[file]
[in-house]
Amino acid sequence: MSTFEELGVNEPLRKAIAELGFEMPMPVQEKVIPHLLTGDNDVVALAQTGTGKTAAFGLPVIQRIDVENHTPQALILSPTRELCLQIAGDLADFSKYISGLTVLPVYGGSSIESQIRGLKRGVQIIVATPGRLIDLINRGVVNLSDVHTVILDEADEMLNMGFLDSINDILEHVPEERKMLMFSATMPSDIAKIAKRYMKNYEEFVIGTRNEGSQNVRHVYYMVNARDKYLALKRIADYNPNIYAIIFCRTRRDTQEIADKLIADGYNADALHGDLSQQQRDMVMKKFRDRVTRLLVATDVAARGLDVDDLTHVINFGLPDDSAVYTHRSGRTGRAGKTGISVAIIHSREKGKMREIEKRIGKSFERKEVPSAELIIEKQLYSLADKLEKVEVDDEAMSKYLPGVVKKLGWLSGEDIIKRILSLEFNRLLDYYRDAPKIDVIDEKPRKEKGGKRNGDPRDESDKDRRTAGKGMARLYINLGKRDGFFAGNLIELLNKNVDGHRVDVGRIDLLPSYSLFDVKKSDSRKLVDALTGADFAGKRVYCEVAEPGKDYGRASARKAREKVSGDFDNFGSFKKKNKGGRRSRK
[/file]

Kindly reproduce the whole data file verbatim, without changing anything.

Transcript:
[in-house]
Amino acid sequence: MSTFEELGVNEPLRKAIAELGFEMPMPVQEKVIPHLLTGDNDVVALAQTGTGKTAAFGLPVIQRIDVENHTPQALILSPTRELCLQIAGDLADFSKYISGLTVLPVYGGSSIESQIRGLKRGVQIIVATPGRLIDLINRGVVNLSDVHTVILDEADEMLNMGFLDSINDILEHVPEERKMLMFSATMPSDIAKIAKRYMKNYEEFVIGTRNEGSQNVRHVYYMVNARDKYLALKRIADYNPNIYAIIFCRTRRDTQEIADKLIADGYNADALHGDLSQQQRDMVMKKFRDRVTRLLVATDVAARGLDVDDLTHVINFGLPDDSAVYTHRSGRTGRAGKTGISVAIIHSREKGKMREIEKRIGKSFERKEVPSAELIIEKQLYSLADKLEKVEVDDEAMSKYLPGVVKKLGWLSGEDIIKRILSLEFNRLLDYYRDAPKIDVIDEKPRKEKGGKRNGDPRDESDKDRRTAGKGMARLYINLGKRDGFFAGNLIELLNKNVDGHRVDVGRIDLLPSYSLFDVKKSDSRKLVDALTGADFAGKRVYCEVAEPGKDYGRASARKAREKVSGDFDNFGSFKKKNKGGRRSRK